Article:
Picturesque Clifton & Hartshead

Clifton MemorialClifton is a beautiful small village, just 1 mile outside of Brighouse, Calderdale. Perched on a hillside with splendid views as far reaching as the Pennines.

It is ideally situated half a mile from J25 of the M62, making it a perfect place to live away from the busyness of town life, yet near to the motorway network for commuters. It has 2 pubs at either end of the village. The Black Horse Inn which was the ‘Yorkshire Post Pub Restaurant of the Year’ in 2006 and the Armitage Arms.

The Junior and Infant School, St John’s Primary Academy was built in the 1870’s. Having just over 200 pupils it is consistently a top performing school and rated by Ofsted as “outstanding, with an excellent curriculum”. What is striking about Clifton is the eclectic mix of old and new houses that seem to blend together so well. Walking down Towngate, the main street, it is evident that Clifton and its surrounding area is rich in history. Quaint old houses dating back to the 18th century still retain their charm and architectural features. Recorded in the Domesday Book of 1086 as ‘Cliftone’, and also mentioned by Daniel Defoe, author of Robinson Crusoe, in his 1727 book ‘A Tour of Great Britain’ the village has fascinating historical connections.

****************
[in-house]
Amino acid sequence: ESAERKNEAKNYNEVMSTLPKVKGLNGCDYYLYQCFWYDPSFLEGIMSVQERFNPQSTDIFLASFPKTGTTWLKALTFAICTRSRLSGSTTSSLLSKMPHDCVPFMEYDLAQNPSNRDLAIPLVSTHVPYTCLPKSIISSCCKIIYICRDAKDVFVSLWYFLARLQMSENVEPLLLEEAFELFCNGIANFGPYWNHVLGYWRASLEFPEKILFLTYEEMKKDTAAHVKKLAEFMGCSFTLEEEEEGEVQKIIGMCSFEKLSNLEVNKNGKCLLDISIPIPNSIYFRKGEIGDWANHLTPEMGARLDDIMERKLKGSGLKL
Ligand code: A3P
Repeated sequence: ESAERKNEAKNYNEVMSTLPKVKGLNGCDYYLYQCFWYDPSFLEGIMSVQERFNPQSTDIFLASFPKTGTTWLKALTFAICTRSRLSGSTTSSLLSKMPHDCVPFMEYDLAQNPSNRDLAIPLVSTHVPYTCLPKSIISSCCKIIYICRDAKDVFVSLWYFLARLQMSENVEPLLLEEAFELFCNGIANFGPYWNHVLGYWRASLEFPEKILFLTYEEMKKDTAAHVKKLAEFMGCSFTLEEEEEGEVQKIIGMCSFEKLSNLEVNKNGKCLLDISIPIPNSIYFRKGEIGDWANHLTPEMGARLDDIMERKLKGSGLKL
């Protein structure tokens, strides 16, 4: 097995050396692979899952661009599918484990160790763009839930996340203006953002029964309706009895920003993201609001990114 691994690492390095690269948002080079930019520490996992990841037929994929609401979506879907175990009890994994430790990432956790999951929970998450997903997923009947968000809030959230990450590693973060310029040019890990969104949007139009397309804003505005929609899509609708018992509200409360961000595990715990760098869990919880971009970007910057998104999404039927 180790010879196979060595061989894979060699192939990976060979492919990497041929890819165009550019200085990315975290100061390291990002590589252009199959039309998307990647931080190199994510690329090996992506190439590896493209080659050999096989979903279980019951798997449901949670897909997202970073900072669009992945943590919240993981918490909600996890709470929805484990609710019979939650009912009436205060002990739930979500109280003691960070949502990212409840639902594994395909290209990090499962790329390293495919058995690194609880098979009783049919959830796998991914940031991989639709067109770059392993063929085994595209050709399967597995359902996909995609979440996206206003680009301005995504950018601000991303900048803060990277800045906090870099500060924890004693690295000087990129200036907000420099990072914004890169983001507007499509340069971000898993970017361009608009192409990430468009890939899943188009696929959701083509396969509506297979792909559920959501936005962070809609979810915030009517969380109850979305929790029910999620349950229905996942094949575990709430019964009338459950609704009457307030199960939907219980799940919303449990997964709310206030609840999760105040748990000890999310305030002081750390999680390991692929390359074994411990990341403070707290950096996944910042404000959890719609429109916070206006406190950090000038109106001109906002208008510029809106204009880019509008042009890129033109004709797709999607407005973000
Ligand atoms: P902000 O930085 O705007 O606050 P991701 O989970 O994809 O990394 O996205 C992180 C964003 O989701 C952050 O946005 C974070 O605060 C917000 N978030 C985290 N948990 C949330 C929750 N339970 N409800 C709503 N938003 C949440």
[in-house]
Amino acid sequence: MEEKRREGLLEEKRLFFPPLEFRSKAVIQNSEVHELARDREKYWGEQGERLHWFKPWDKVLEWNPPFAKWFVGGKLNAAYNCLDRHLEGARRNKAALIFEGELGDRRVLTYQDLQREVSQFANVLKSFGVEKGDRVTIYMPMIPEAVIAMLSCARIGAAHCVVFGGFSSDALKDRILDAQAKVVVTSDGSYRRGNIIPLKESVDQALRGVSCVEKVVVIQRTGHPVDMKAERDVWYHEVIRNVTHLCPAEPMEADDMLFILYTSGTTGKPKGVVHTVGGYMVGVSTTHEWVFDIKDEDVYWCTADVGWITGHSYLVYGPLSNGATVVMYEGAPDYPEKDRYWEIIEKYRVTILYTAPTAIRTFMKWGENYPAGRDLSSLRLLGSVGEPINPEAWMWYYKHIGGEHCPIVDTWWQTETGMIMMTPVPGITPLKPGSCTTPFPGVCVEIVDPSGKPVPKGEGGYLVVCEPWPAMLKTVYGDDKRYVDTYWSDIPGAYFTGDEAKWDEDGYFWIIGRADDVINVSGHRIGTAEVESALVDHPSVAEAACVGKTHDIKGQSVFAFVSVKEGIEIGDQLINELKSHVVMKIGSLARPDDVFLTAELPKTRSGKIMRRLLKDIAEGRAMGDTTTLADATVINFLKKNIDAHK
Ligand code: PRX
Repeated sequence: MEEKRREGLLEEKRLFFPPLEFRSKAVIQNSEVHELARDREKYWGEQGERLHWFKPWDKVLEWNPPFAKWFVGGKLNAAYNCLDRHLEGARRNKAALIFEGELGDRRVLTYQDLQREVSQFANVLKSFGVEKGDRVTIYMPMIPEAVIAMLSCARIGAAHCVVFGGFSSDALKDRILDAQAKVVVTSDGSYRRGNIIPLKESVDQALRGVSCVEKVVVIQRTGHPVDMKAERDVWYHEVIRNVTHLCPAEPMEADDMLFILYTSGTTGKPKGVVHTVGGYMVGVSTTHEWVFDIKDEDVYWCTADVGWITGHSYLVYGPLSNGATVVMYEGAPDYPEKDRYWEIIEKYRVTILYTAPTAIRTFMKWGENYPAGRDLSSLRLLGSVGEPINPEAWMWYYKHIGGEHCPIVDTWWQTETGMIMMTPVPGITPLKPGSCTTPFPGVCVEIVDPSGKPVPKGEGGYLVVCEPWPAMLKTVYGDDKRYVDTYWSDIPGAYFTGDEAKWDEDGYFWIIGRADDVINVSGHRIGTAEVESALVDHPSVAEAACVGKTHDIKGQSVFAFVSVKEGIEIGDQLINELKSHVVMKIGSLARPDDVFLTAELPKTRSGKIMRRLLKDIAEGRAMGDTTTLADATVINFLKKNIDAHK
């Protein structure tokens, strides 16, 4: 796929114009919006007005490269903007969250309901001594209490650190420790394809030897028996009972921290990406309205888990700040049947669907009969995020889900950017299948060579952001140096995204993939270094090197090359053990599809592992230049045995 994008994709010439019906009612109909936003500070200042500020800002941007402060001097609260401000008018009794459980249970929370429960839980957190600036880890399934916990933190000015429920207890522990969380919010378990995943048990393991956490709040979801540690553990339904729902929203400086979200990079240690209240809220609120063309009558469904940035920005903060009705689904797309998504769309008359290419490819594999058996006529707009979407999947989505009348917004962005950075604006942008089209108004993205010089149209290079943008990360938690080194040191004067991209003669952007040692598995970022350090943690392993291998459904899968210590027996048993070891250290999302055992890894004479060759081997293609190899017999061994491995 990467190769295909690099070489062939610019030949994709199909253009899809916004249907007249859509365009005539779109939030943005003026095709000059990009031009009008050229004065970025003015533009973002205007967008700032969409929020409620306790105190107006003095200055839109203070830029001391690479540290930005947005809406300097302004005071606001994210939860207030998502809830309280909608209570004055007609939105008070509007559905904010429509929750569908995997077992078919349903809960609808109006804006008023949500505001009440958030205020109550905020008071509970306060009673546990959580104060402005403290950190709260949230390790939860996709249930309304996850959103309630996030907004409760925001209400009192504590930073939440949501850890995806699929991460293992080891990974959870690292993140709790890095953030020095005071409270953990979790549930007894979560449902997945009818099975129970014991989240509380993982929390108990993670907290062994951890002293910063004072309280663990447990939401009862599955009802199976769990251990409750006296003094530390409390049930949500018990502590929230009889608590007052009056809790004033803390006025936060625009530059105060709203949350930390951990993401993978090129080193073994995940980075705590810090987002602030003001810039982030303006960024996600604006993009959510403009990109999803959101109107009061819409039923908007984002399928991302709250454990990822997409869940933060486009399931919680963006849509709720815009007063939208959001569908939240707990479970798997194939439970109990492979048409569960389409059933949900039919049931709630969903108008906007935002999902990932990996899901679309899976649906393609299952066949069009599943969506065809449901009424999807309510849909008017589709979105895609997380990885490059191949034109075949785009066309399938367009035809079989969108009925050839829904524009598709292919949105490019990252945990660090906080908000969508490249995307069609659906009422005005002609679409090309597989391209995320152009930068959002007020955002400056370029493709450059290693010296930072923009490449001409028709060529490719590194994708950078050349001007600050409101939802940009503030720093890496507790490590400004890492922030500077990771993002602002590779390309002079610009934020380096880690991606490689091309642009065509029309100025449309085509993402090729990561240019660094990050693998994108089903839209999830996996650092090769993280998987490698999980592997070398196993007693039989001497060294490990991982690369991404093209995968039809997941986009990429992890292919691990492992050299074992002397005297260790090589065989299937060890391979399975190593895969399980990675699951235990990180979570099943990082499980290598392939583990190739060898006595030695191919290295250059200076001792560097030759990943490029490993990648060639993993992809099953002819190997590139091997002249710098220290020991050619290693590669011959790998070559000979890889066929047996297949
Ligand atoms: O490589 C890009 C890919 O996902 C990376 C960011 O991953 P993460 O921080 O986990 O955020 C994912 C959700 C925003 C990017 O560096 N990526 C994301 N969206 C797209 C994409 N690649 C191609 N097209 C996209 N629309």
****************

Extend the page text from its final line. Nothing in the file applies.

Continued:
On the western side of the village is a long straight ridge, which is the remains of a gravity railway that was last used to transport coal in 1920 to the then Municipal Gasworks by the Calder and Hebble Navigation at Brighouse. America Lane, was home to a Fever Hospital and Clifton ‘Airport’ was used by Sir Alan Cobham’s Air Circus between the World War One and World War Two. For golf enthusiasts, Willow Valley Golf Club, near Clifton was voted 9th best new course in the British Isles by ‘Today’s Golfer’. With 50 golf holes, over 4 courses and a 24 bay floodlit driving range they have incredible facilities to suit all needs. Willow Valley plays host to the prestigious Yorkshire P.G.A. Championship each June.
The Legend of Robin Hood